She was also placed on a Performance Improvement Plan (PIP), which stated that her “interaction with coworkers” was causing her to perform at “subpar level” and advised her to work on not complaining in public forums and treating customers and coworkers with respect. The PIP also stated that Northrop “recognizes that there are extenuating circumstances, but Megan must extend the same understanding and latitude to her coworkers that she expects for herself. The team is walking on eggshells in fear of creating a perceived slight or offense.”
Terminated. About three months later, the employee spoke to the complaining coworker again about the misgendering. She believed that around that time, the other coworker involved in the incident had a meeting with Northrop, which then requested her termination. Her CyberCore supervisor subsequently fired her but gave her a choice to take a layoff or be fired because of her “bad attitude.” The supervisor advised her to take the layoff because she would never be able to work in the Intelligence Community again if she were terminated.
Gender identity protection not addressed. Both defendants moved to dismiss the employee’s gender-based hostile work environment claim, noting that it was not “firmly established” that Title VII prohibits discrimination based on sexual orientation or gender identity. They stated that they may move to stay proceedings pending the outcome of cases granted certiorari by the Supreme Court addressing this very issue, but no motion had yet been filed. The court declined to now stay the case, cognizant that this issue would eventually need to be addressed.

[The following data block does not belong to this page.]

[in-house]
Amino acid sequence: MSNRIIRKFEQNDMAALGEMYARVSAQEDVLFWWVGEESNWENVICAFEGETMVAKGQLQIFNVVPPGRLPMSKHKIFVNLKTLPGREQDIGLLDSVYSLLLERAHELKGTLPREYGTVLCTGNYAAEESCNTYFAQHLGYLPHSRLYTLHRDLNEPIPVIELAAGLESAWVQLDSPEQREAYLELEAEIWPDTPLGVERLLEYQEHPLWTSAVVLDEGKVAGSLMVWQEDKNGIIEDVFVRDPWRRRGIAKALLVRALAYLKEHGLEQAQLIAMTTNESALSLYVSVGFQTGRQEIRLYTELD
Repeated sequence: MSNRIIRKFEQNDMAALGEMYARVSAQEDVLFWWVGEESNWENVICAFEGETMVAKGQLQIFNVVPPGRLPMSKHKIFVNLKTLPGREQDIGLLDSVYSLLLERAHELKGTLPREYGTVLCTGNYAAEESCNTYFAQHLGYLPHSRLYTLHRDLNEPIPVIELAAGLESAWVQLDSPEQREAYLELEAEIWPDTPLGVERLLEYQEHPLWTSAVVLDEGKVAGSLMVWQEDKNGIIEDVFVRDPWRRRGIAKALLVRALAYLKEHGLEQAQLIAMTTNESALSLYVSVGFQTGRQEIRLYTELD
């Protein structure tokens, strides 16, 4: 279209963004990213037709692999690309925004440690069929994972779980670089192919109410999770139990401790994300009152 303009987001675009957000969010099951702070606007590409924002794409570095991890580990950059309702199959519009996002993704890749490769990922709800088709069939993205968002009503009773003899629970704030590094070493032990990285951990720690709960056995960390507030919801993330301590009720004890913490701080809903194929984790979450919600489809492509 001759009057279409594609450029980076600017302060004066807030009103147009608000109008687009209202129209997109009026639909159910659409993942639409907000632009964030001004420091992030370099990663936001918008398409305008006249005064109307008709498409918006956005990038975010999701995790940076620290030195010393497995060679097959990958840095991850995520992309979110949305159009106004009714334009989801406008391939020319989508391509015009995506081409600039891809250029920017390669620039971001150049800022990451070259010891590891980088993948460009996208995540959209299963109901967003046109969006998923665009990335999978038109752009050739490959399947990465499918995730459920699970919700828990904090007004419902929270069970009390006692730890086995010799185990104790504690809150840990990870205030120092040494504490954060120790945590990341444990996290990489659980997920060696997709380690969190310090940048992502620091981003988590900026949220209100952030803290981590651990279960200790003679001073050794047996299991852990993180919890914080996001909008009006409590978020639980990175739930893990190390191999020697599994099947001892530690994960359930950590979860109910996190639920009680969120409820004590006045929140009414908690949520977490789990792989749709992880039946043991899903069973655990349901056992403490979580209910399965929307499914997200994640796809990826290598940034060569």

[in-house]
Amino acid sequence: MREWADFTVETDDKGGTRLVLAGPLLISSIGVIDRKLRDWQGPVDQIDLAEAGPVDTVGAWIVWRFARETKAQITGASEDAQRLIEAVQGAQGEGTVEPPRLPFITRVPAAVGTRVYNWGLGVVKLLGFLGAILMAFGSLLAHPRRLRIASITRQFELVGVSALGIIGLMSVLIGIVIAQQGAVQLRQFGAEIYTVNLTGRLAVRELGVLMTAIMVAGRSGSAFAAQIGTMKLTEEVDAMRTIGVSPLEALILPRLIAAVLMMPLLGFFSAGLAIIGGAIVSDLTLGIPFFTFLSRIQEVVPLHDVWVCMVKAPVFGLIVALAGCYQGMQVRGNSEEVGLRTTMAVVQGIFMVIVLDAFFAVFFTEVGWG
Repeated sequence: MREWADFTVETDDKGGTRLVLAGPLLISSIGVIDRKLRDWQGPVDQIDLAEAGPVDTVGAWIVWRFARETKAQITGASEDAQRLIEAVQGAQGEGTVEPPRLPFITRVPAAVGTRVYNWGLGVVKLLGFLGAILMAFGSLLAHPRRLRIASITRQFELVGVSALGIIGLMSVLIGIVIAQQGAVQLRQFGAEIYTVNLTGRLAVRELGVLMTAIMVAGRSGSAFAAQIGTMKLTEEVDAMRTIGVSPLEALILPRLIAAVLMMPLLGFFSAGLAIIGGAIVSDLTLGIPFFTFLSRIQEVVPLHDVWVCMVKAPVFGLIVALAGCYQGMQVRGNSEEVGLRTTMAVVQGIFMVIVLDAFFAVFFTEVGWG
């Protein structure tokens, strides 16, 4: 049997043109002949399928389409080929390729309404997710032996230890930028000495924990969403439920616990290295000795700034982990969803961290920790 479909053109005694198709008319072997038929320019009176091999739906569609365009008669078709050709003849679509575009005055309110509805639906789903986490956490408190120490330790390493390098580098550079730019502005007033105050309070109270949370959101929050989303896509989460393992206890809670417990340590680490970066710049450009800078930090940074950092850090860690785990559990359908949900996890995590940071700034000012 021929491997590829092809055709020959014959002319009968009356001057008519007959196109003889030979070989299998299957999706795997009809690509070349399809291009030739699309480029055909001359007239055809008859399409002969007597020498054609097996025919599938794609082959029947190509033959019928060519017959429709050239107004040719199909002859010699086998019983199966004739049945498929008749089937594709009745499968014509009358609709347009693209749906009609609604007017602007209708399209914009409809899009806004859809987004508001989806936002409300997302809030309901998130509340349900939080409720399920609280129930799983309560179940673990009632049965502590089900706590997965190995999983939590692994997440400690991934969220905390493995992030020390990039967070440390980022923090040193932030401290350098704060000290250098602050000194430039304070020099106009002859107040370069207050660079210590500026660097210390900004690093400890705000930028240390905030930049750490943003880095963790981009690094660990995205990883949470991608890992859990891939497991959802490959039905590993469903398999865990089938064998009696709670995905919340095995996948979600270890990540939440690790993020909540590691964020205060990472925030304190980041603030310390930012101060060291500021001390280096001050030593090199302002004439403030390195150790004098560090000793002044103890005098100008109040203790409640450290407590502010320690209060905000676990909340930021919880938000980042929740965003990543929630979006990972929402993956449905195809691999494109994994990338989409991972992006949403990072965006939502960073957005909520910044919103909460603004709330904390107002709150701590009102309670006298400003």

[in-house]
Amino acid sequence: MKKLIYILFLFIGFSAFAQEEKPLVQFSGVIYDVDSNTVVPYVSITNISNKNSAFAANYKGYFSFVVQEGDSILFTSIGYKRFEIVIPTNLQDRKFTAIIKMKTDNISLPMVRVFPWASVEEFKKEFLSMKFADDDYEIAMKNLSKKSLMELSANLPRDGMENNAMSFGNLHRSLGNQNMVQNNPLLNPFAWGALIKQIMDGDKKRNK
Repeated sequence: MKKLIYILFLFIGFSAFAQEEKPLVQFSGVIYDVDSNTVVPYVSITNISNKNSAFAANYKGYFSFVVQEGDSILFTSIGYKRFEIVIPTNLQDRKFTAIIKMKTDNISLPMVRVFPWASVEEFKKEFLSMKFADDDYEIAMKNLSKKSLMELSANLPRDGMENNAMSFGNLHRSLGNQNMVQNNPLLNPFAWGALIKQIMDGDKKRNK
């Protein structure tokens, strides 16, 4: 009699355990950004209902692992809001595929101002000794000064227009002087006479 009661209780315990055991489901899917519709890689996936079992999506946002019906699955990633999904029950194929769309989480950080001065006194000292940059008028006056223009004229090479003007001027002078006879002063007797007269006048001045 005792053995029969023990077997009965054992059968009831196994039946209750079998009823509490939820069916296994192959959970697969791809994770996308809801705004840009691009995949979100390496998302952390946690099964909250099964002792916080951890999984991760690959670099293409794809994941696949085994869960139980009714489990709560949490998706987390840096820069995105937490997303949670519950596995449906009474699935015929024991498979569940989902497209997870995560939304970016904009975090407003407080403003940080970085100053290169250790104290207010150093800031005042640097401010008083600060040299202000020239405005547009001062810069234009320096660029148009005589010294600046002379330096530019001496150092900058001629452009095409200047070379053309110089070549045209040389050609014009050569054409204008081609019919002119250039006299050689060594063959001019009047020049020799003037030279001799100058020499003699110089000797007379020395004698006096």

No actionable HWE. Dismissing without prejudice her HWE claim, the court found that she failed to allege sufficiently severe or pervasive conduct. Rather, she described a “mere handful of incidents,” none of which were physically threatening. Though she was offended by her coworkers’ references to “him” or “he” rather than “her” or “she,” those alleged incidents were sporadic and not “extremely serious.” And only one alleged action could be attributed to CyberCore specifically—her supervisor telling her that her skirt was too short—which was certainly insufficient to support a HWE action.
No unlawful termination by staffing agency. The court also dismissed without prejudice her sex discrimination and retaliation claims against CyberCore, as there was a “dearth” of factual allegations to support her conclusory statement that the staffing agency terminated her “because of sex, sex stereotyping, gender, gender expression, and gender identity.” In particular, she claimed that Northrop requested her termination, that CyberCore gave her a choice of taking a layoff or being fired because of her “bad attitude,” that no one else was “laid off,” and that Northrop “intentionally moved [earmarked] money off the contract in order to terminate her.” Even if she plausibly alleged that Northrop requested her removal for discriminatory or retaliatory reasons, her claims against CyberCore failed.